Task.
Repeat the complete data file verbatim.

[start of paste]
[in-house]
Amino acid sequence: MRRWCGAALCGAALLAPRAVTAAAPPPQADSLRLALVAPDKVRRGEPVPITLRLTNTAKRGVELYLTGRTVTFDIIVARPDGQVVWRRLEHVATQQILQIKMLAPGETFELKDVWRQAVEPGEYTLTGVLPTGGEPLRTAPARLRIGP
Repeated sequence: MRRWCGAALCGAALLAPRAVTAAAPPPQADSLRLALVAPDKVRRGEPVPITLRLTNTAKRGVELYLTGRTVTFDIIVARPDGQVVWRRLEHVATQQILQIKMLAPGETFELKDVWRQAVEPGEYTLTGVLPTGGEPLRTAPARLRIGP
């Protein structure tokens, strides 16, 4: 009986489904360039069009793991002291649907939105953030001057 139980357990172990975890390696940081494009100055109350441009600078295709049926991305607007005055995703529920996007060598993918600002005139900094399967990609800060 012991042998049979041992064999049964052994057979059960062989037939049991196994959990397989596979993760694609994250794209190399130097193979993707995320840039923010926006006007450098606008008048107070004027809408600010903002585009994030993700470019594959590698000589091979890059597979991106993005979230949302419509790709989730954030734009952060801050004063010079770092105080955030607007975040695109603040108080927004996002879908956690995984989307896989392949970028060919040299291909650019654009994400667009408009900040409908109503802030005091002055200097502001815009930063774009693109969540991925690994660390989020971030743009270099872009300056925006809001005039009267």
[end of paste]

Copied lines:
[in-house]
Amino acid sequence: MRRWCGAALCGAALLAPRAVTAAAPPPQADSLRLALVAPDKVRRGEPVPITLRLTNTAKRGVELYLTGRTVTFDIIVARPDGQVVWRRLEHVATQQILQIKMLAPGETFELKDVWRQAVEPGEYTLTGVLPTGGEPLRTAPARLRIGP
Repeated sequence: MRRWCGAALCGAALLAPRAVTAAAPPPQADSLRLALVAPDKVRRGEPVPITLRLTNTAKRGVELYLTGRTVTFDIIVARPDGQVVWRRLEHVATQQILQIKMLAPGETFELKDVWRQAVEPGEYTLTGVLPTGGEPLRTAPARLRIGP
């Protein structure tokens, strides 16, 4: 009986489904360039069009793991002291649907939105953030001057 139980357990172990975890390696940081494009100055109350441009600078295709049926991305607007005055995703529920996007060598993918600002005139900094399967990609800060 012991042998049979041992064999049964052994057979059960062989037939049991196994959990397989596979993760694609994250794209190399130097193979993707995320840039923010926006006007450098606008008048107070004027809408600010903002585009994030993700470019594959590698000589091979890059597979991106993005979230949302419509790709989730954030734009952060801050004063010079770092105080955030607007975040695109603040108080927004996002879908956690995984989307896989392949970028060919040299291909650019654009994400667009408009900040409908109503802030005091002055200097502001815009930063774009693109969540991925690994660390989020971030743009270099872009300056925006809001005039009267």